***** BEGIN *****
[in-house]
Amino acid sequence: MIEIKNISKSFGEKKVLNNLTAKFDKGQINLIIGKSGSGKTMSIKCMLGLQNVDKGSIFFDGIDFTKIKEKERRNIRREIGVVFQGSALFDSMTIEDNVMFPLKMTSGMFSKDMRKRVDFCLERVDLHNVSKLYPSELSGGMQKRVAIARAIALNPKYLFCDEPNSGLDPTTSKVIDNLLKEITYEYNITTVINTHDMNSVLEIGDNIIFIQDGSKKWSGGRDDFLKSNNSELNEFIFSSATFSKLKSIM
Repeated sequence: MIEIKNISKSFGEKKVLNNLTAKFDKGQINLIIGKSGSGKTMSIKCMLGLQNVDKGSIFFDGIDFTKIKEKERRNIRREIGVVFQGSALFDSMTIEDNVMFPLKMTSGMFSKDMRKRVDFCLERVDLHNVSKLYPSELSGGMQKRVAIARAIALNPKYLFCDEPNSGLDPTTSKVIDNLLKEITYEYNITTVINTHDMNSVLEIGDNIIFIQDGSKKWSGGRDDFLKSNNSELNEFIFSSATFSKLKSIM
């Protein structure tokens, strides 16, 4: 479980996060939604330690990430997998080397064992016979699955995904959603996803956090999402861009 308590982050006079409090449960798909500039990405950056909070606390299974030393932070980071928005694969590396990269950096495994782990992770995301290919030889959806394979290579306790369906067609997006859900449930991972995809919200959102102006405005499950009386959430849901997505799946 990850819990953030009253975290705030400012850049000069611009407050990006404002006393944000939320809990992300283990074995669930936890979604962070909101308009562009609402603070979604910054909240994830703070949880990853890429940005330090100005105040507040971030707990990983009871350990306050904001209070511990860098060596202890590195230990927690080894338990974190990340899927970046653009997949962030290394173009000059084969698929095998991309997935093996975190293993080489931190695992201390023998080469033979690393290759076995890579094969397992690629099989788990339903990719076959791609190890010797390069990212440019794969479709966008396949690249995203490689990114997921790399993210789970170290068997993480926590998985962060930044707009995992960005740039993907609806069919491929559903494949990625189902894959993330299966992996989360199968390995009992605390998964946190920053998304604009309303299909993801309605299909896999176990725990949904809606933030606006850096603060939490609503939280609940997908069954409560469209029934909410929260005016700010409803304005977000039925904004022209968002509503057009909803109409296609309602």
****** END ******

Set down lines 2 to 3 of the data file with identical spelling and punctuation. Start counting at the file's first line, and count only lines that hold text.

Amino acid sequence: MIEIKNISKSFGEKKVLNNLTAKFDKGQINLIIGKSGSGKTMSIKCMLGLQNVDKGSIFFDGIDFTKIKEKERRNIRREIGVVFQGSALFDSMTIEDNVMFPLKMTSGMFSKDMRKRVDFCLERVDLHNVSKLYPSELSGGMQKRVAIARAIALNPKYLFCDEPNSGLDPTTSKVIDNLLKEITYEYNITTVINTHDMNSVLEIGDNIIFIQDGSKKWSGGRDDFLKSNNSELNEFIFSSATFSKLKSIM
Repeated sequence: MIEIKNISKSFGEKKVLNNLTAKFDKGQINLIIGKSGSGKTMSIKCMLGLQNVDKGSIFFDGIDFTKIKEKERRNIRREIGVVFQGSALFDSMTIEDNVMFPLKMTSGMFSKDMRKRVDFCLERVDLHNVSKLYPSELSGGMQKRVAIARAIALNPKYLFCDEPNSGLDPTTSKVIDNLLKEITYEYNITTVINTHDMNSVLEIGDNIIFIQDGSKKWSGGRDDFLKSNNSELNEFIFSSATFSKLKSIM